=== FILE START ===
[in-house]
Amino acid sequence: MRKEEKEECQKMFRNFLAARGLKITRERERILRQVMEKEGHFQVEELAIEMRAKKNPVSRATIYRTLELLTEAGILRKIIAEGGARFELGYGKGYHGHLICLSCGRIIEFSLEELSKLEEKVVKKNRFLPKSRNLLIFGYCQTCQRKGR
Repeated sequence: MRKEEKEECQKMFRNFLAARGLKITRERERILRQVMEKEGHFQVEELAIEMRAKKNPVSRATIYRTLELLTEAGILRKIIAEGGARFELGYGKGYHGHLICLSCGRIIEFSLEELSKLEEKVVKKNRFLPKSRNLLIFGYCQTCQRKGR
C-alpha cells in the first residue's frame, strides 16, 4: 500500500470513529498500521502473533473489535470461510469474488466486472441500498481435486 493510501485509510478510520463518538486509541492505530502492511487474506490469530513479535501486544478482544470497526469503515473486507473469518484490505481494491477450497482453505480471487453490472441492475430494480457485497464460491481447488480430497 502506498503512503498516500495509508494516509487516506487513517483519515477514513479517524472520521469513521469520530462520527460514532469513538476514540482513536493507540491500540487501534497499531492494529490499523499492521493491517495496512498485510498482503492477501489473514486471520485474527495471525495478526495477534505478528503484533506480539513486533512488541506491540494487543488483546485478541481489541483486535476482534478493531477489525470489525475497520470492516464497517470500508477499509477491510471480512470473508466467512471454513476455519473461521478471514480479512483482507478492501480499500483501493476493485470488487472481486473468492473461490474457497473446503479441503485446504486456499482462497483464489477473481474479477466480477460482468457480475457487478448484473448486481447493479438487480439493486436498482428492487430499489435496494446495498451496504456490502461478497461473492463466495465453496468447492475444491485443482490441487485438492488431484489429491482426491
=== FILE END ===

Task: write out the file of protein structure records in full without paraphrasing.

[in-house]
Amino acid sequence: MRKEEKEECQKMFRNFLAARGLKITRERERILRQVMEKEGHFQVEELAIEMRAKKNPVSRATIYRTLELLTEAGILRKIIAEGGARFELGYGKGYHGHLICLSCGRIIEFSLEELSKLEEKVVKKNRFLPKSRNLLIFGYCQTCQRKGR
Repeated sequence: MRKEEKEECQKMFRNFLAARGLKITRERERILRQVMEKEGHFQVEELAIEMRAKKNPVSRATIYRTLELLTEAGILRKIIAEGGARFELGYGKGYHGHLICLSCGRIIEFSLEELSKLEEKVVKKNRFLPKSRNLLIFGYCQTCQRKGR
C-alpha cells in the first residue's frame, strides 16, 4: 500500500470513529498500521502473533473489535470461510469474488466486472441500498481435486 493510501485509510478510520463518538486509541492505530502492511487474506490469530513479535501486544478482544470497526469503515473486507473469518484490505481494491477450497482453505480471487453490472441492475430494480457485497464460491481447488480430497 502506498503512503498516500495509508494516509487516506487513517483519515477514513479517524472520521469513521469520530462520527460514532469513538476514540482513536493507540491500540487501534497499531492494529490499523499492521493491517495496512498485510498482503492477501489473514486471520485474527495471525495478526495477534505478528503484533506480539513486533512488541506491540494487543488483546485478541481489541483486535476482534478493531477489525470489525475497520470492516464497517470500508477499509477491510471480512470473508466467512471454513476455519473461521478471514480479512483482507478492501480499500483501493476493485470488487472481486473468492473461490474457497473446503479441503485446504486456499482462497483464489477473481474479477466480477460482468457480475457487478448484473448486481447493479438487480439493486436498482428492487430499489435496494446495498451496504456490502461478497461473492463466495465453496468447492475444491485443482490441487485438492488431484489429491482426491